Idaho hunters may have a new species to chase according to a bill introduced in the state Legislature.

A bill to allow swan hunting was introduced Monday in the Senate Environment and Resources Committee. If approved the bill would allow for the development of a tag to hunt swans and create a swan hunting season in the Gem State. A swan tag would cost $21 for residents and $65.75 for nonresidents, according to the bill.

Paul Kline, the deputy director of Idaho Department of Fish and Game, said the bill targets tundra swans, but could include other species in the future. It also calls for the expansion of pheasant stocking by the state outside Idaho’s nine wildlife management units. 

Tundra swans are commonly seen in the Panhandle during their spring migration to breeding grounds in Alaska, but fall and winter observations in southern Idaho’s Snake River valley and in the Kootenai River valley in Boundary County are also common, according to Fish and Game. 

Many area residents are most familiar with the swans’ demise in the lower Coeur d’Alene River Basin, where swan deaths are attributed to poisoning from mine contamination in the wetland sediments along the chain lakes where the birds forage.

Each spring, an average of 150 tundra swans are found dead or sick along the Coeur d’Alene River floodplain, according to Fish and Game. Around 95 percent of wetland habitat in the lower Coeur d’Alene River Basin contains lead levels toxic to swans and other waterfowl.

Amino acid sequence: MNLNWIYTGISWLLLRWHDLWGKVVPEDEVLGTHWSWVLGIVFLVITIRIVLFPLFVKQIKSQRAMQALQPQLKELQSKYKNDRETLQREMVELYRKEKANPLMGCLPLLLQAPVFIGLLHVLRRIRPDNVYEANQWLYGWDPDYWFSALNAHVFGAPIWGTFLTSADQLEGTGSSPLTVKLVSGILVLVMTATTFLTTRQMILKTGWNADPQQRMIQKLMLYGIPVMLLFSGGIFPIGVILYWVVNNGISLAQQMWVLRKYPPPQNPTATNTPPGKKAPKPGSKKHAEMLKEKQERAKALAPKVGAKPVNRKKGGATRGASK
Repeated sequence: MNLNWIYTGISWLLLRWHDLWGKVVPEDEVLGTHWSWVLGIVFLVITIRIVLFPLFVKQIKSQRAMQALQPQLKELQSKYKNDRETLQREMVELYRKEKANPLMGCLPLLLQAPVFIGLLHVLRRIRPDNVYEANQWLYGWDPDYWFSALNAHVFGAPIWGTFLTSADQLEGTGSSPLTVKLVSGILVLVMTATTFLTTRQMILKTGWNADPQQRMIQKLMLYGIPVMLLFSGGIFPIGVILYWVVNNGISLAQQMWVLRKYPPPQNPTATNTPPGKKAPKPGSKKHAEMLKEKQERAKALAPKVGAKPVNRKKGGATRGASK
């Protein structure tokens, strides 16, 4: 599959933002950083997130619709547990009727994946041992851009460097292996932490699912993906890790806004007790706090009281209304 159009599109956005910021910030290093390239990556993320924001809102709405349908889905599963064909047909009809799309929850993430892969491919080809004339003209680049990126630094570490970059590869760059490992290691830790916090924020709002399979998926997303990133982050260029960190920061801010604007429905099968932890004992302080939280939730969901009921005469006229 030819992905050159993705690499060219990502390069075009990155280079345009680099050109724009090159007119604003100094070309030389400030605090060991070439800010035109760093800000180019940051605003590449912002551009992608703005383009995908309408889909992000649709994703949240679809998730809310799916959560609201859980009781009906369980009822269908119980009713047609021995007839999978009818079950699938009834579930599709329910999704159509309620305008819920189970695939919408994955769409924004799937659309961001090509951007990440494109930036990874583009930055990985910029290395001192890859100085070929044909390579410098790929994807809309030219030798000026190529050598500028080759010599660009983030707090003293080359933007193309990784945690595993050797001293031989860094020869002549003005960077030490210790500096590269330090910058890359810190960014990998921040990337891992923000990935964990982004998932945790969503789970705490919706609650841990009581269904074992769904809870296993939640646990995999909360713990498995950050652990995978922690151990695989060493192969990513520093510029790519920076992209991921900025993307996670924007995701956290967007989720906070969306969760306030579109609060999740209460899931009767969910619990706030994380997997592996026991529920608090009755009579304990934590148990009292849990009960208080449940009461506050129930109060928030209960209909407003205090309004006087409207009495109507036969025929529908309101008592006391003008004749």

Fish and Game has partnered with landowners to restore wetlands in the area free of toxins as part of a mining settlement that made available $140 million for wetland restoration. The department two years ago completed a comprehensive restoration plan for restoring natural resources impacted by historic mine waste. 

Tundra swans are more vulnerable than ducks or geese to mine waste because they burrow into the mud to feed on roots and tubers, increasing the amount of exposure to contaminants.

Habitat restoration began in 2006, when 400 acres were restored near Lane. Five years ago, Fish and Game restored 65 acres of adjacent wetlands.

For Kajsa Van de Riet, of the Idaho Department of Environmental Quality who helps restore wetlands and provide clean swan habitat, knowing the birds have a non toxic place to nest, feed or hold over during migrations makes her efforts worthwhile.

“Seeing these swans continues to put all this (work) in perspective and reinforces the urgency and importance of what we’re doing,” Van de Riet said.

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